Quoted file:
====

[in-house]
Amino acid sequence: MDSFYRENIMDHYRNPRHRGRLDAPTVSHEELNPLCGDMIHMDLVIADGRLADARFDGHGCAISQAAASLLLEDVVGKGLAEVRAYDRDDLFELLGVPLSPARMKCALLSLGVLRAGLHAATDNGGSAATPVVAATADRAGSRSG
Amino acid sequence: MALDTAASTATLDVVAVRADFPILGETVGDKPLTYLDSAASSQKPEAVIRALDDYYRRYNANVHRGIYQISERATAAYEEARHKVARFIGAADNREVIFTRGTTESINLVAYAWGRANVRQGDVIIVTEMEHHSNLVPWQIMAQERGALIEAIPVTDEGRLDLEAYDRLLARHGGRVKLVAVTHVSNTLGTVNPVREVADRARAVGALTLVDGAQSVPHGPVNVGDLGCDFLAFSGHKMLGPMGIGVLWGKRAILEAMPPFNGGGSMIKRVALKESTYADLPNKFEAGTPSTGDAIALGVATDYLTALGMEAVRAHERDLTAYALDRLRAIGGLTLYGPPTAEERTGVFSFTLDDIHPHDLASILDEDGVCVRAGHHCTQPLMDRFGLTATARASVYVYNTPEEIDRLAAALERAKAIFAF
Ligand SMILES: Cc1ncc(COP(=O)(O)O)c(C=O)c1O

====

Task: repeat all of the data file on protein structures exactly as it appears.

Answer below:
[in-house]
Amino acid sequence: MDSFYRENIMDHYRNPRHRGRLDAPTVSHEELNPLCGDMIHMDLVIADGRLADARFDGHGCAISQAAASLLLEDVVGKGLAEVRAYDRDDLFELLGVPLSPARMKCALLSLGVLRAGLHAATDNGGSAATPVVAATADRAGSRSG
Amino acid sequence: MALDTAASTATLDVVAVRADFPILGETVGDKPLTYLDSAASSQKPEAVIRALDDYYRRYNANVHRGIYQISERATAAYEEARHKVARFIGAADNREVIFTRGTTESINLVAYAWGRANVRQGDVIIVTEMEHHSNLVPWQIMAQERGALIEAIPVTDEGRLDLEAYDRLLARHGGRVKLVAVTHVSNTLGTVNPVREVADRARAVGALTLVDGAQSVPHGPVNVGDLGCDFLAFSGHKMLGPMGIGVLWGKRAILEAMPPFNGGGSMIKRVALKESTYADLPNKFEAGTPSTGDAIALGVATDYLTALGMEAVRAHERDLTAYALDRLRAIGGLTLYGPPTAEERTGVFSFTLDDIHPHDLASILDEDGVCVRAGHHCTQPLMDRFGLTATARASVYVYNTPEEIDRLAAALERAKAIFAF
Ligand SMILES: Cc1ncc(COP(=O)(O)O)c(C=O)c1O